How does this look like? This can be choosing to sit for a few minutes over coffee to hear about your wife’s harried afternoon instead of waving her off and plopping in front of the TV to relax over your own stressful workday. Or it can be listening attentively and engaging with your husband as he talks about his latest achievement at work. We can improve in the level at which we turn towards our partner by constant practice.

4. Let Your Partner Influence You

Do you sometimes notice that it’s easier to listen to other people’s opinion, but not your spouse? What a difference compared to when you were first dating, when you most likely held each other’s ideas up over everyone else’s!

According to Gottman’s 7 principles, listening to each other’s feelings and perspectives is an integral part of growing together in marriage. It doesn’t mean that we will always agree with our partners. Instead, think of it as honoring and respecting each other’s thoughts and opinions to the point of choosing to let him or her influence your choices.

5. Solve the Solvable Problems

In every marriage, there are two types of problems: those that we can resolve, and those that we can’t. Being able to identify which problems are “solvable” is important, so that we can focus on getting them out of the way.

One of the ways we can tell that an issue is solvable is that it tends to be situational and does not come with underlying conflict of values. Focus on solving the solvable problems first.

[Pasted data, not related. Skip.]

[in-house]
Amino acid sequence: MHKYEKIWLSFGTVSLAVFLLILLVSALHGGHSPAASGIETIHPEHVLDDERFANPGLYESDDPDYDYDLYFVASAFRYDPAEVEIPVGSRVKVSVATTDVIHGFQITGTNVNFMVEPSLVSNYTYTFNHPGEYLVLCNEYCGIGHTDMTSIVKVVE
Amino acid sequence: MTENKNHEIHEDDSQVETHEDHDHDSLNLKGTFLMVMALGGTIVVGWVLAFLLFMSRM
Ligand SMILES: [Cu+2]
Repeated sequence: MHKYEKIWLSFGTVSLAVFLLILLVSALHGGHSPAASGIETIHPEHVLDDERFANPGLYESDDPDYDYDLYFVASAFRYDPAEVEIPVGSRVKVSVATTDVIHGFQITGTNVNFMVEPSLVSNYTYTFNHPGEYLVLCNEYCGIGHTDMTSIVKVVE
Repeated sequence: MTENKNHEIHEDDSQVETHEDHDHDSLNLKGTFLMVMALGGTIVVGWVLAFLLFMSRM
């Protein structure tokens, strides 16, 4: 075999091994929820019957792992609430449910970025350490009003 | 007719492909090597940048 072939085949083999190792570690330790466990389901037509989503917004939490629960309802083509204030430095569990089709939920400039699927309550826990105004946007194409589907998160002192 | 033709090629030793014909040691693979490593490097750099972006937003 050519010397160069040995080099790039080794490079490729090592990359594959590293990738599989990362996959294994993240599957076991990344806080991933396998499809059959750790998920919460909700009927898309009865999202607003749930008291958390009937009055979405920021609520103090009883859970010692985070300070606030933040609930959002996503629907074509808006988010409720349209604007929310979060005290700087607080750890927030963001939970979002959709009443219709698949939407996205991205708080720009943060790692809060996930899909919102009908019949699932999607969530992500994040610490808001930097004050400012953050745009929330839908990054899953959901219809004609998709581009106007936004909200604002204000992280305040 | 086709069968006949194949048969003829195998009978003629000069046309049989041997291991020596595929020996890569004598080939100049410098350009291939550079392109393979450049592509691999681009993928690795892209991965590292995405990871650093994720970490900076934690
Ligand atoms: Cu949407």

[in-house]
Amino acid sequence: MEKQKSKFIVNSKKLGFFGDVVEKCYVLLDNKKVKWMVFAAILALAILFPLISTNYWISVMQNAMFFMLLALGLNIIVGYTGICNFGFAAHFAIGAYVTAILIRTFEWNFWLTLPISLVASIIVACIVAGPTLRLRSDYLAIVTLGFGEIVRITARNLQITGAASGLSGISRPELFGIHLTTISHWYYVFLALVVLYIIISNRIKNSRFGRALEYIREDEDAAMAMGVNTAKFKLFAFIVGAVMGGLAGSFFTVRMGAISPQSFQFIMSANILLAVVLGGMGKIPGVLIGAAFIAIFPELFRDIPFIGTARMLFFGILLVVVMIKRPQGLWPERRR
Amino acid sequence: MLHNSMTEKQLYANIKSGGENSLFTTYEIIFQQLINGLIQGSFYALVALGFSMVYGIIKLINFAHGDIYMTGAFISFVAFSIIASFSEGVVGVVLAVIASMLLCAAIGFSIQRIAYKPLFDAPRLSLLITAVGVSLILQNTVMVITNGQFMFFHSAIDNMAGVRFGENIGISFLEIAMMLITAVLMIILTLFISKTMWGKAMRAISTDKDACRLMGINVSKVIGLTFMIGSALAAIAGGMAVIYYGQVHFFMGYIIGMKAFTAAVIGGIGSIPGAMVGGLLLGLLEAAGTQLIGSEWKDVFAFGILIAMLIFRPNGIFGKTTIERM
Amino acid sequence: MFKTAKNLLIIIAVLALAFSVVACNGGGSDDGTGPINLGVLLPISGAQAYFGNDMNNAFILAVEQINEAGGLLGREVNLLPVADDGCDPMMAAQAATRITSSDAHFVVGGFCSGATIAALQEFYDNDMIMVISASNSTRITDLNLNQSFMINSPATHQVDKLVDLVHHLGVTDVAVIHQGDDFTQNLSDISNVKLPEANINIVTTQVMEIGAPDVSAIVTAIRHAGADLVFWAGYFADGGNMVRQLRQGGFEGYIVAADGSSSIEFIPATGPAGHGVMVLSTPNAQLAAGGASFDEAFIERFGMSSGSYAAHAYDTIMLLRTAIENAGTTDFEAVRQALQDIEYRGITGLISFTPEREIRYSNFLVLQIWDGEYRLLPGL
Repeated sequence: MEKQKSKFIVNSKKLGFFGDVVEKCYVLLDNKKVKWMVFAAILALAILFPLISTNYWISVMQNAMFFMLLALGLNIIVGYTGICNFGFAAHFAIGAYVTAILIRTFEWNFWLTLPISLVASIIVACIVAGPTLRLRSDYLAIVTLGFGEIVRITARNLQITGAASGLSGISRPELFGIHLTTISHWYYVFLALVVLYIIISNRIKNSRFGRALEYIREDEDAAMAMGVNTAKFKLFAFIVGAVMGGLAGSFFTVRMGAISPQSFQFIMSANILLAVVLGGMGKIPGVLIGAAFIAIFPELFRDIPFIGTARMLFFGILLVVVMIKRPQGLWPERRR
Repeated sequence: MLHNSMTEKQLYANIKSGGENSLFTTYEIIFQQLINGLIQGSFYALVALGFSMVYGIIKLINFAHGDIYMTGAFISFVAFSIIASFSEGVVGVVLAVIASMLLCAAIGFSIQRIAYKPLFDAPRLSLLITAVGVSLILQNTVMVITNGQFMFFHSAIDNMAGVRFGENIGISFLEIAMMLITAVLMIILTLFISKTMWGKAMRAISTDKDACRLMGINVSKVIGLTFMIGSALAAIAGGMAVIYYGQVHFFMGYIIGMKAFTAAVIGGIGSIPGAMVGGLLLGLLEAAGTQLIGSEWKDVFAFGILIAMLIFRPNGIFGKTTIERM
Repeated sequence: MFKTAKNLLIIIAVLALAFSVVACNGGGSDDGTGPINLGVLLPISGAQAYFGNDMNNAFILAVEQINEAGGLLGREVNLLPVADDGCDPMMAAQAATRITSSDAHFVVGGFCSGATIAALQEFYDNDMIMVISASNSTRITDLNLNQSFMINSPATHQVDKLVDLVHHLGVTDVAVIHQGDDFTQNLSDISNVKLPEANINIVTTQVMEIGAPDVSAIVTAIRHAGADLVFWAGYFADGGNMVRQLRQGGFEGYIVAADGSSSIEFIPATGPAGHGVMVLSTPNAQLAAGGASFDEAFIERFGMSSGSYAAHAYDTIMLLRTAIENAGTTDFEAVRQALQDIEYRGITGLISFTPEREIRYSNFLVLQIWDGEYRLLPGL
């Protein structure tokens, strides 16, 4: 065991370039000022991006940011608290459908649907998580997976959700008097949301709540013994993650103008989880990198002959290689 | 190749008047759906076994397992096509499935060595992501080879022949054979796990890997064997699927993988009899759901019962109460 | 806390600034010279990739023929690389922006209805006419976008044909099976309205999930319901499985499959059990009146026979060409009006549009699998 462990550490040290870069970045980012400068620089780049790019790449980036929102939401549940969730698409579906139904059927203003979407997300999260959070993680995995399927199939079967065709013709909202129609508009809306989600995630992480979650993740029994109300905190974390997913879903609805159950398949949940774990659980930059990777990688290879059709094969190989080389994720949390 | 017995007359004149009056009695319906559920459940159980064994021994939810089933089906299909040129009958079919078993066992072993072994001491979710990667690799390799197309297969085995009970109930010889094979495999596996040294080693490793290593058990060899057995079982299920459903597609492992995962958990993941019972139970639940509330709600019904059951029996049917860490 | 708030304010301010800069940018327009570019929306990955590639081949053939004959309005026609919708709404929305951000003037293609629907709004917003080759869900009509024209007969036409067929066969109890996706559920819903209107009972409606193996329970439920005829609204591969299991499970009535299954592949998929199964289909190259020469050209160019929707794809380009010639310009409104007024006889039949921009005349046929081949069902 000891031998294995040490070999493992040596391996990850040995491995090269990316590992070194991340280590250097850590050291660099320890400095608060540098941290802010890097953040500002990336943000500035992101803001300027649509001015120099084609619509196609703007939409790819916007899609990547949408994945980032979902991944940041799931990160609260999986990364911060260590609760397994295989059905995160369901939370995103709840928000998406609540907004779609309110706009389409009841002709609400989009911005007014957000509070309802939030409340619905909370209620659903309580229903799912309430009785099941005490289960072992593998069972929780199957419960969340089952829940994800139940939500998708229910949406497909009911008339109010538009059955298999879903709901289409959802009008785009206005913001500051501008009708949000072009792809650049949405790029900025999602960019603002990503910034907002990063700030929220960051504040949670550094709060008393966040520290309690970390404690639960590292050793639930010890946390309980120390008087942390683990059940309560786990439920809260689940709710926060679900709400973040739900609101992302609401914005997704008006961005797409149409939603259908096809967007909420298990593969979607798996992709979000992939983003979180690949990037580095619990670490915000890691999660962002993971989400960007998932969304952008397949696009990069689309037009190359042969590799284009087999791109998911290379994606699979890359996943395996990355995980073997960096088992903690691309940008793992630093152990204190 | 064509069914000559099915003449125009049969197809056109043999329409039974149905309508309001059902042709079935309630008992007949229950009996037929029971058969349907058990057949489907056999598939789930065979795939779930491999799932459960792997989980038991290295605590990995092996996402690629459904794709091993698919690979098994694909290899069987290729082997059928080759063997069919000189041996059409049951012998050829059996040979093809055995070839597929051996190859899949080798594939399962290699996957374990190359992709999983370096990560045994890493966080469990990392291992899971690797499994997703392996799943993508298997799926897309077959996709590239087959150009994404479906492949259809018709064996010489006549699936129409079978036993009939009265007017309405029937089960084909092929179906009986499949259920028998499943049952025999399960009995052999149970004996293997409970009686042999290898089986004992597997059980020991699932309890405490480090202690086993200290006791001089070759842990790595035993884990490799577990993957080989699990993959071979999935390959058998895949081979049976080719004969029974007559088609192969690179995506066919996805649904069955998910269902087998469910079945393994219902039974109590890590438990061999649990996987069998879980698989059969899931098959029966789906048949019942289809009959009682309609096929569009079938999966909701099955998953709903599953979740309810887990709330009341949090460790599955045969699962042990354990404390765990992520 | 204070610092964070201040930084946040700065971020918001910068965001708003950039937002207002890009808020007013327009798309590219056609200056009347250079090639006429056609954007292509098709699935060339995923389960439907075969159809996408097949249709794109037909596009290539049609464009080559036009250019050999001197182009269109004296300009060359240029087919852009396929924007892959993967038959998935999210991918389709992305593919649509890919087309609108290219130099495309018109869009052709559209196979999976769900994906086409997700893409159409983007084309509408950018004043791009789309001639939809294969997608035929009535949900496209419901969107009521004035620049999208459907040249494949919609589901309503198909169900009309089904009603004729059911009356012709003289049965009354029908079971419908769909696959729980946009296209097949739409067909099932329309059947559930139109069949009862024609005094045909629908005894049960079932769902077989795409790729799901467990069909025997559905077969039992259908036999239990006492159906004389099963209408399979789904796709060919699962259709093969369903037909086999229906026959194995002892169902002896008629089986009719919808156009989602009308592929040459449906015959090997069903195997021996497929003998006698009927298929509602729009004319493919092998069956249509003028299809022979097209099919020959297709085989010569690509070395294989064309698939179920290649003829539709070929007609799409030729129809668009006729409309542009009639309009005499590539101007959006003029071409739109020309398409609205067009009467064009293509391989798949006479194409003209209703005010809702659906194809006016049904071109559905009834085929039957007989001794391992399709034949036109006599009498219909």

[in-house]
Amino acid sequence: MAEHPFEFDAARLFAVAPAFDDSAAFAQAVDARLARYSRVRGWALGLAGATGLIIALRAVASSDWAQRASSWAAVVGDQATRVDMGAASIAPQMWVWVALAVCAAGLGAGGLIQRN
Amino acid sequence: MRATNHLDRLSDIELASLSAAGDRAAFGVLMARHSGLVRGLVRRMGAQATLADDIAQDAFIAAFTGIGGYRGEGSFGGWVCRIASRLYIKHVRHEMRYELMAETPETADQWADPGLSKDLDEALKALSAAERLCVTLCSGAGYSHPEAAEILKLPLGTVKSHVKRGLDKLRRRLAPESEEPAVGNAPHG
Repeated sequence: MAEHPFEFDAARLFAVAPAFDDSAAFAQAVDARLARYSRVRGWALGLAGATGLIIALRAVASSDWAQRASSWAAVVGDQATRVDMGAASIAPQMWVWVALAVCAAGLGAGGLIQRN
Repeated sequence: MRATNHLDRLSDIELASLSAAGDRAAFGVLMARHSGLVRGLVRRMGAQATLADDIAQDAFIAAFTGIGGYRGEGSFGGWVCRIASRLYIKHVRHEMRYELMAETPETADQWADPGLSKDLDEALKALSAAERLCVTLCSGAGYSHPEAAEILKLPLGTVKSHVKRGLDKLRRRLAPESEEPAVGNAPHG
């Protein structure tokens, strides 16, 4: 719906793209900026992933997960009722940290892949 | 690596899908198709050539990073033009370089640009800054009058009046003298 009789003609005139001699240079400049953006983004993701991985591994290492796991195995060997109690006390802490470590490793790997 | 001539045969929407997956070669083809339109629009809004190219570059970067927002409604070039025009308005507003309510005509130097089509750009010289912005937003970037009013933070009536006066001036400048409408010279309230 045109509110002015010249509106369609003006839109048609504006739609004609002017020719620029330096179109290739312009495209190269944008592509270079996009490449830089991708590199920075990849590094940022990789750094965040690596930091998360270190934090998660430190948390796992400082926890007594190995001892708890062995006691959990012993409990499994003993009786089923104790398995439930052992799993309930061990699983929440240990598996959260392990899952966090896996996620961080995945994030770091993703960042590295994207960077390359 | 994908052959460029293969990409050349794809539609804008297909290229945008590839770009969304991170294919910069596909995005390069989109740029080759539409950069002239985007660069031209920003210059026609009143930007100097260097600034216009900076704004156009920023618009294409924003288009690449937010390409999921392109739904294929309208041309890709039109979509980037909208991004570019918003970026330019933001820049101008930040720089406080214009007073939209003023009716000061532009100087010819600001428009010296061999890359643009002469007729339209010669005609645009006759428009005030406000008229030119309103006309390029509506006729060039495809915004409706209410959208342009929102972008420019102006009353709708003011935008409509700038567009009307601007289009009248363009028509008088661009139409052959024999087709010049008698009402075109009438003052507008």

6. Overcome Gridlock

The other kind of marital conflict can come with more serious underlying issues, tend to be more painful and often feel almost perpetual. We call these “gridlock.” One way of overcoming these seemingly permanent sources of conflict is to move them from being a cause of contention into an opportunity for dialogue.

Most of the time, these feelings of tension are caused by the couple having unfulfilled individual dreams. It can be further complicated by the thought that the partner does not care about those dreams. Because of that, we can disarm this kind of problem by starting to talk about the disappointment and the dreams that are still in our heart: this brings our partner into that sacred space and makes us a team instead of fighting against each other.

7. Create Shared Meaning

Lastly, creating shared meaning means that we build an inner life together as a couple. Just as every business has its own organizational culture, every family also has its own family culture. That is set in place largely by the husband and wife, to include both of their dreams. As we do this, we become more coherent and understanding of each other’s needs and aspirations.

Applying the 7 Principles of Marriage

Now that you know a little bit about the seven important principles of a happy marriage, we encourage you to put them into action. A good marriage does not come about simply by head knowledge, but as you walk out each baby step, we look forward to seeing you grow closer together as a couple.

If you would like added hand-holding, please feel free to check out any of our upcoming workshops or get in touch with us for a one-on-one couple’s consultation. We’d be happy to walk alongside you in your journey to strengthen your marriage.